Kaitocephalin is the first discovered natural toxin with protective properties against excitotoxic death of cultured neurons induced by N-methyl-d-aspartate (NMDA) or α-amino-3-hydroxy-5-methyl-4-isoxazole propionic acid (AMPA)/kainic acid (kainate, KA) receptors. Nevertheless, the effects of kaitocephalin on the function of these receptors were unknown. In this work, we report some pharmacological properties of synthetic (−)-kaitocephalin on rat brain glutamate receptors expressed in Xenopus laevis oocytes and on the homomeric AMPA-type GluR3 and KA-type GluR6 receptors. Kaitocephalin was found to be a more potent antagonist of NMDA receptors (IC50 = 75 ± 9 nM) than of AMPA receptors from cerebral cortex (IC50 = 242 ± 37 nM) and from homomeric GluR3 subunits (IC50 = 502 ± 55 nM). Moreover, kaitocephalin is a weak antagonist of the KA-type receptor GluR6 (IC50 ∼ 100 μM) and of metabotropic (IC50 > 100 μM) glutamate receptors expressed by rat brain mRNA. PMID:20436943

  8. Group I Metabotropic Glutamate Receptor Interacting Proteins: Fine-Tuning Receptor Functions in Health and Disease

    PubMed Central

    Kalinowska, Magdalena; Francesconi, Anna

    2016-01-01

    Group I metabotropic glutamate receptors mediate slow excitatory neurotransmission in the central nervous system and are critical to activity-dependent synaptic plasticity, a cellular substrate of learning and memory. Dysregulated receptor signaling is implicated in neuropsychiatric conditions ranging from neurodevelopmental to neurodegenerative disorders. Importantly, group I metabotropic glutamate receptor signaling functions can be modulated by interacting proteins that mediate receptor trafficking, expression and coupling efficiency to signaling effectors. These interactions afford cell- or pathway-specific modulation to fine-tune receptor function, thus representing a potential target for pharmacological interventions in pathological conditions. PMID:27296642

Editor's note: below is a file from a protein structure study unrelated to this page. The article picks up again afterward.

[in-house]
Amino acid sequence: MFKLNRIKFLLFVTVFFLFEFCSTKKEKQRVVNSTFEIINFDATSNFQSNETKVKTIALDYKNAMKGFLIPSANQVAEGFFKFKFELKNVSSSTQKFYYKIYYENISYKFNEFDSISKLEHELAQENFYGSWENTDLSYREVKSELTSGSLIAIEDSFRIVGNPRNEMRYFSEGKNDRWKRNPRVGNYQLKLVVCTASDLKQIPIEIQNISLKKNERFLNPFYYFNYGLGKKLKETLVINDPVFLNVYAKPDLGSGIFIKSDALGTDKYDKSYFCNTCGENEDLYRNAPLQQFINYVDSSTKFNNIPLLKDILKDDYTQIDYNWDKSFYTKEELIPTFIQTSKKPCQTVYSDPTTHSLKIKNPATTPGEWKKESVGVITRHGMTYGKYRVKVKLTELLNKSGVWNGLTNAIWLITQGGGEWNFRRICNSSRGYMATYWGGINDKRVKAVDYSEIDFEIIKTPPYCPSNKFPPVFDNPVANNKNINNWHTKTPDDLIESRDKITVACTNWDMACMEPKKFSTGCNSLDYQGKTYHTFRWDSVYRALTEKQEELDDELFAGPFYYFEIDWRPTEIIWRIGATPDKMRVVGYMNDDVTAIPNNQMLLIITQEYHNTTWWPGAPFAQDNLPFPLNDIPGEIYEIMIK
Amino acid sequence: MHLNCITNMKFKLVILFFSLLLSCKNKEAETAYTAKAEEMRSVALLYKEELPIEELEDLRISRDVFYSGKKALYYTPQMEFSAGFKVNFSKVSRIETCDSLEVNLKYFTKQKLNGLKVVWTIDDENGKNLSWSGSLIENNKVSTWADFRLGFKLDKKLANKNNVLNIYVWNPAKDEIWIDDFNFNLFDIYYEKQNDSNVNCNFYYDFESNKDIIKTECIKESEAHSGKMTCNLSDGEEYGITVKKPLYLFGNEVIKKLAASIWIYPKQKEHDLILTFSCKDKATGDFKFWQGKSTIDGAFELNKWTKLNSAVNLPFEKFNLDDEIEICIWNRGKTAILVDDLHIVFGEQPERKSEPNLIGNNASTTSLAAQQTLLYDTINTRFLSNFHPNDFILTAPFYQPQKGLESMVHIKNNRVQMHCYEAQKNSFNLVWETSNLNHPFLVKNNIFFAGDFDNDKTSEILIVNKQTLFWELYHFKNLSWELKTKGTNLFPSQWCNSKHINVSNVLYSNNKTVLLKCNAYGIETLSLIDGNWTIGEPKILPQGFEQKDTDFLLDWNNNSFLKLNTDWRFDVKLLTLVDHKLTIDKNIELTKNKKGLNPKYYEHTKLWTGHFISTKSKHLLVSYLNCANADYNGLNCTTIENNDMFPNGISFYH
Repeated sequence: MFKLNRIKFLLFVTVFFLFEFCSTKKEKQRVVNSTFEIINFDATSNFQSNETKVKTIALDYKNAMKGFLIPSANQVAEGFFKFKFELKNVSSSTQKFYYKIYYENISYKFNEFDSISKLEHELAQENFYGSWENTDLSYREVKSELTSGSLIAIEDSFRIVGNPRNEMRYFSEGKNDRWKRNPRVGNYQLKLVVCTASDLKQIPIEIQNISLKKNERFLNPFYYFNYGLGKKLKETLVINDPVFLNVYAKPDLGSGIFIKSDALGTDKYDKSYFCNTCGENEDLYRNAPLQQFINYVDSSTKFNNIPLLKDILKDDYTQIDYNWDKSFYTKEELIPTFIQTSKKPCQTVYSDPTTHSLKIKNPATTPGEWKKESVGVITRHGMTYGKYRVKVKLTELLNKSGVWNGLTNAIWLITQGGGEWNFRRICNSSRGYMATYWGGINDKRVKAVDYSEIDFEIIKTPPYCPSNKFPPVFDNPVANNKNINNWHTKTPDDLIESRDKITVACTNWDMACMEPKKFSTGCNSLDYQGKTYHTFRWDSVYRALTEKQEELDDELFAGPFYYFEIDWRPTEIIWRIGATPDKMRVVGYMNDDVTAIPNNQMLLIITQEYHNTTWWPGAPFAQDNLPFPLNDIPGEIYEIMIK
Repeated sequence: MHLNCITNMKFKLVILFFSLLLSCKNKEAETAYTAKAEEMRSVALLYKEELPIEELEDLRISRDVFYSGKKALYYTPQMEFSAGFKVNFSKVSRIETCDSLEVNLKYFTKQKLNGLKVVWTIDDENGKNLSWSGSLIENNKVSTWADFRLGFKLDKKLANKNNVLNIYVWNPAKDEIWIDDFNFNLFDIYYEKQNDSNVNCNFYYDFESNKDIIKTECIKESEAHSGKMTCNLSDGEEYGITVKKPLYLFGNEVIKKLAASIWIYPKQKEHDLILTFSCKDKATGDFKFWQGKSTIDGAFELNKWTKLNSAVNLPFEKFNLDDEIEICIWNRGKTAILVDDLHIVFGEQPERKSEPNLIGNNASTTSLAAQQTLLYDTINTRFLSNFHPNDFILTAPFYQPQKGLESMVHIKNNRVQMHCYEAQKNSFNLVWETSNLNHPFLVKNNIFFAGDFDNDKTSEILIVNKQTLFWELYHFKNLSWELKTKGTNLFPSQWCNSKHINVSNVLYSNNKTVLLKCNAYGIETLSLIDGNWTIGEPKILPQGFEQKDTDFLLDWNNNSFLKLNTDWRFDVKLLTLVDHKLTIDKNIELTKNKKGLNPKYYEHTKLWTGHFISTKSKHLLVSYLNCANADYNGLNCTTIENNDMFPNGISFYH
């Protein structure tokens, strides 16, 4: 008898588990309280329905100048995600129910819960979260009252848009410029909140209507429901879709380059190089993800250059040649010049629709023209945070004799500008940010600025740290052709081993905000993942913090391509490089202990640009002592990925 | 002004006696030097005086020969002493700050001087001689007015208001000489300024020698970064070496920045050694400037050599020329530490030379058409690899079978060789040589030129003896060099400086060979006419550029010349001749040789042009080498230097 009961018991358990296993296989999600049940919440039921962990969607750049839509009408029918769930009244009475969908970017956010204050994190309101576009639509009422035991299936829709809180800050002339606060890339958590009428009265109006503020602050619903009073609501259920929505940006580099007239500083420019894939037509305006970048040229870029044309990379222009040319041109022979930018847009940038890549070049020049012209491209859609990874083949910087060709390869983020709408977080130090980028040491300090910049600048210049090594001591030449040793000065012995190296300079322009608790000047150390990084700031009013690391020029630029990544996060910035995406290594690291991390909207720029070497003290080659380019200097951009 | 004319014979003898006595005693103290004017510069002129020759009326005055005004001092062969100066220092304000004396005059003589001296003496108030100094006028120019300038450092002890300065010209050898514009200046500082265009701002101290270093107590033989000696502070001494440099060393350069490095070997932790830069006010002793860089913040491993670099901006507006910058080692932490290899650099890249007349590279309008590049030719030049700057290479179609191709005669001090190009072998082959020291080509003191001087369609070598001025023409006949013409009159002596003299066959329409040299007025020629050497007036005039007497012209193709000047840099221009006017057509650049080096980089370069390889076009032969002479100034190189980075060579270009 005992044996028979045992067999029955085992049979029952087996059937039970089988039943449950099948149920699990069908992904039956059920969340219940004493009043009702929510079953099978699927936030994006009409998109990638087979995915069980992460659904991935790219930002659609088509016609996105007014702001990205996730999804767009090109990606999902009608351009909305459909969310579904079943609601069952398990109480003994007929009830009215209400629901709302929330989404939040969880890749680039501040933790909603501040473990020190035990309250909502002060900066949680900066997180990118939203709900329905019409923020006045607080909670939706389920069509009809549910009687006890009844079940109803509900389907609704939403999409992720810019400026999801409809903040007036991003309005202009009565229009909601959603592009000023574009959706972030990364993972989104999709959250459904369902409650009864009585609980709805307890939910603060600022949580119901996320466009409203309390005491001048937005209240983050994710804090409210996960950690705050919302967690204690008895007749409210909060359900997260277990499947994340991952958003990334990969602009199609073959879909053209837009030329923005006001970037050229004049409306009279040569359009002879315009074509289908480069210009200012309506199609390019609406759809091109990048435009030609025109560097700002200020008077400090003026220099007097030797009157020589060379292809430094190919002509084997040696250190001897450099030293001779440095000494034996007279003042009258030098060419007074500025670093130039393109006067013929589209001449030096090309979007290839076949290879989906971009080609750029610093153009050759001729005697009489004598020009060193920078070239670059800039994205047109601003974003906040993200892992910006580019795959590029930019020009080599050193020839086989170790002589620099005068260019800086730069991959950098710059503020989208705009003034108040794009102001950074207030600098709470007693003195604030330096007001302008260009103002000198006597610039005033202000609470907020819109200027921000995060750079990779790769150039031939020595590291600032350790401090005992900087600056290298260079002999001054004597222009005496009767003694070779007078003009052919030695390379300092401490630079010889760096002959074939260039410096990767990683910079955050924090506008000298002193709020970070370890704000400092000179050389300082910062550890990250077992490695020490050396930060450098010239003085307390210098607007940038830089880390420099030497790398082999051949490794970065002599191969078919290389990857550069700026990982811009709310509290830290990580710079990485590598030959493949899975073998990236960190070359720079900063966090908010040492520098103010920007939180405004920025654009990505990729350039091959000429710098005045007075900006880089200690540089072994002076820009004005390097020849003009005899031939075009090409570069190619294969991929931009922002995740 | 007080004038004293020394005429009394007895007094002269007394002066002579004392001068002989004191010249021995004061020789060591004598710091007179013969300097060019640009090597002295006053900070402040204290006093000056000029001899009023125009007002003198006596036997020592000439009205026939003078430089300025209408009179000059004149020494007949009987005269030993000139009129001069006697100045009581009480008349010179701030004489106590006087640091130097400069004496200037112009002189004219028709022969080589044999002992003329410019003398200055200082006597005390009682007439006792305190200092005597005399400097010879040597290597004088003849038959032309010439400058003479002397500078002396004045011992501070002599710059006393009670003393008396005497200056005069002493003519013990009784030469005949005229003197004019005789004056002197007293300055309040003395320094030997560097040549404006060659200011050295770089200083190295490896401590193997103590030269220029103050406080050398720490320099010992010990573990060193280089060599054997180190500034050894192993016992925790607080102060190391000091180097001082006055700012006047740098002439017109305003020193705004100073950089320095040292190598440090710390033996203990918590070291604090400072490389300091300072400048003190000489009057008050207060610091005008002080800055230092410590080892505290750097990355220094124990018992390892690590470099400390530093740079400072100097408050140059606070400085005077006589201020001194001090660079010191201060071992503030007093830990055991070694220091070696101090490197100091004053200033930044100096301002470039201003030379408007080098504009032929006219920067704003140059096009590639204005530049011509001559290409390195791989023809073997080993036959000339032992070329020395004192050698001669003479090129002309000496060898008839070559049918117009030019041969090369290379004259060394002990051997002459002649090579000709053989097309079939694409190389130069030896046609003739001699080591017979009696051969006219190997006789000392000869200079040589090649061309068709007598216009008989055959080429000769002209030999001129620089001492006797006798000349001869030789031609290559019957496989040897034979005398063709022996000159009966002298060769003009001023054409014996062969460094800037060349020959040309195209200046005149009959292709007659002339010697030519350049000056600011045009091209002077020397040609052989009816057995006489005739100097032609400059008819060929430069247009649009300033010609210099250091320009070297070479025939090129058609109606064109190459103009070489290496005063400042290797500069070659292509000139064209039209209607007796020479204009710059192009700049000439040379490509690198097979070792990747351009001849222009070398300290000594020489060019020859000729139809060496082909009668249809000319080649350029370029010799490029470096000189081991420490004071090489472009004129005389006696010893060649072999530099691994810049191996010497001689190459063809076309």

9. TAAR1 Modulates Cortical Glutamate NMDA Receptor Function.

    PubMed

    Espinoza, Stefano; Lignani, Gabriele; Caffino, Lucia; Maggi, Silvia; Sukhanov, Ilya; Leo, Damiana; Mus, Liudmila; Emanuele, Marco; Ronzitti, Giuseppe; Harmeier, Anja; Medrihan, Lucian; Sotnikova, Tatyana D; Chieregatti, Evelina; Hoener, Marius C; Benfenati, Fabio; Tucci, Valter; Fumagalli, Fabio; Gainetdinov, Raul R

    2015-08-01

    Trace Amine-Associated Receptor 1 (TAAR1) is a G protein-coupled receptor expressed in the mammalian brain and known to influence subcortical monoaminergic transmission. Monoamines, such as dopamine, also play an important role within the prefrontal cortex (PFC) circuitry, which is critically involved in high-o5rder cognitive processes. TAAR1-selective ligands have shown potential antipsychotic, antidepressant, and pro-cognitive effects in experimental animal models; however, it remains unclear whether TAAR1 can affect PFC-related processes and functions. In this study, we document a distinct pattern of expression of TAAR1 in the PFC, as well as altered subunit composition and deficient functionality of the glutamate N-methyl-D-aspartate (NMDA) receptors in the pyramidal neurons of layer V of PFC in mice lacking TAAR1. The dysregulated cortical glutamate transmission in TAAR1-KO mice was associated with aberrant behaviors in several tests, indicating a perseverative and impulsive phenotype of mutants. Conversely, pharmacological activation of TAAR1 with selective agonists reduced premature impulsive responses observed in the fixed-interval conditioning schedule in normal mice. Our study indicates that TAAR1 plays an important role in the modulation of NMDA receptor-mediated glutamate transmission in the PFC and related functions. Furthermore, these data suggest that the development of TAAR1-based drugs could provide a novel therapeutic approach for the treatment of disorders related to aberrant cortical functions.

  10. TAAR1 Modulates Cortical Glutamate NMDA Receptor Function

    PubMed Central

    Espinoza, Stefano; Lignani, Gabriele; Caffino, Lucia; Maggi, Silvia; Sukhanov, Ilya; Leo, Damiana; Mus, Liudmila; Emanuele, Marco; Ronzitti, Giuseppe; Harmeier, Anja; Medrihan, Lucian; Sotnikova, Tatyana D; Chieregatti, Evelina; Hoener, Marius C; Benfenati, Fabio; Tucci, Valter; Fumagalli, Fabio; Gainetdinov, Raul R